This has been an overview of investing in private companies. We’ve only scratched the surface, but much like Satan’s resume, the devil lies in the details, which we’ll get to next time.

I’m currently researching different crowdfunding platforms. The idea of being a silent partner in a startup company with the potential to hit a home run is really appealing to me. Most startups fail within their first two years of operation. But if I can buy a basket of them, much like an ETF, then my risk should be reduced. 🙂 I have spoken to representatives from the crowdfunding websites I’ve mentioned above. I told them my concerns and ask them some questions. If I do decide to put money in venture capital, I would limit my exposure to less than 10% of my investment portfolio. I’ll update you guys as I get more information. 😉

Some folks would say that Uber’s valuation is absurdly high. And I have to agree. But let’s put things into perspective. Facebook went public in 2012 with a $104 Billion valuation. Today, just 4 years later, it has more than tripled in value and has become the 6th largest corporation in the entire world. It’s currently worth about $360 Billion! I mean WTF? It has a market capitalization that rivals tech giant, energy titan ExxonMobil, and Warren Buffett’s company, Berkshire Hathaway.

The inflated stock market does not diminish the argument that private companies like Uber are insanely overvalued. But my point is we should look at the bigger picture. 🙂 If the S&P 500 were to plummet again like it did in 2008, then it may not be the worst idea in the world to maintain a small portion of our wealth in private businesses, which historically have a low correlation to stock market movements.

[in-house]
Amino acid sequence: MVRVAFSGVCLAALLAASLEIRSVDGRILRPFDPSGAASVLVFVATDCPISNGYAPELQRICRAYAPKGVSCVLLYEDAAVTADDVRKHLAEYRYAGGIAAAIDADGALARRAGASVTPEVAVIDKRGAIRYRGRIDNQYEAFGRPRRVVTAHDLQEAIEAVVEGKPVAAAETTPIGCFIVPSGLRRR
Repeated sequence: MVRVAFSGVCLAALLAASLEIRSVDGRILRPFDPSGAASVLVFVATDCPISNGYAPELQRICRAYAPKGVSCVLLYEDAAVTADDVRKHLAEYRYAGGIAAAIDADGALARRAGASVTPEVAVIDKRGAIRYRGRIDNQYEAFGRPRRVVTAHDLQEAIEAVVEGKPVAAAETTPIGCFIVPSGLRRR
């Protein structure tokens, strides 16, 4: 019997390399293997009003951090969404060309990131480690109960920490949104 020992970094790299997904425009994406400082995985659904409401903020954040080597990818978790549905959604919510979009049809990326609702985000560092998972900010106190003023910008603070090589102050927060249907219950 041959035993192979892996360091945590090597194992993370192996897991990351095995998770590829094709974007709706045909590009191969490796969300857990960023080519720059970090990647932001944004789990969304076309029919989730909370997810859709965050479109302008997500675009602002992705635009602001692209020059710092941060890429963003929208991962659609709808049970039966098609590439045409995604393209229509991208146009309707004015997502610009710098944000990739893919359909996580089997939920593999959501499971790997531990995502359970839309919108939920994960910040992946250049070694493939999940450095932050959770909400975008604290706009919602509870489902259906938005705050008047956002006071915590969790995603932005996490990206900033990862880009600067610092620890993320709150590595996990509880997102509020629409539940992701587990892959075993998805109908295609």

Ultimately venture capital consists of investing in growth-oriented, innovative companies that can play a meaningful role in reducing portfolio volatility, and increasing returns. Despite the risks, I believe VC can be a worthwhile and strong performing asset category for investors like myself who are looking to “venture” into the world of private businesses ownership.

Random Useless Fact:



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Financial Canadian
08/08/2016 7:11 am

Keep us posted! I find this very fascinating and will possibly consider deploying capital into this strategy in the future.

08/08/2016 8:10 am

Great post about VC through crowd-funding. I’ll reference this post in future, I’m sure! Thanks for compiling!

08/08/2016 8:27 am

It’s important not to confuse private equity (leveraged buy-outs of established, cashflow-positive businesses) with venture capital (accelerative funding of existing but not-yet-profitable firms) and seed investing (start-up money). Private equity delivers greater returns than the public markets, whereas venture capital and seed investing on average generate negative returns.

Investors can access listed private equity via the public markets, on both sides of the Atlantic.

08/08/2016 7:07 pm

Oh my. Where to begin. I’ve got about eight years of Private Equity study and work under my belt, and I will state with high confidence that almost no retail investor should engage in PE investments (that includes CF and VC). Modern VC firms have a much more difficult time picking winners than 15-20 years ago…and if the pros can’t do it with a great degree of consistent success, anyone on the outside of the industry is destined to fail. The first PE firm I worked with had a shelf of about 20 companies when I joined. Their historical aggregate average return for their clients was ~8%. A terrible return considering the risks involved. As Mark commented, if you really feel the need to jump into PE, there are plenty of public listed PE vehicles around. Take Canada’s own ONEX (OCX), which is a huge ($8+ billion) private equity company, and available for public investment on the TSX/. Over the last 15 years their public stock — driven by private equity investments — has returned ~12.25% year. An awesome return considering the risks involved. (As a side note, the founders of ONEX made 50%/yr return while they ran it as… Read more »

08/10/2016 10:26 am

ONEX accesses global PE, not just Canadian; very similar to CPPIB (one of the biggest PE players in North America).

The average Canadian retail investor would be extremely hard pressed in accessing foreign PE deals.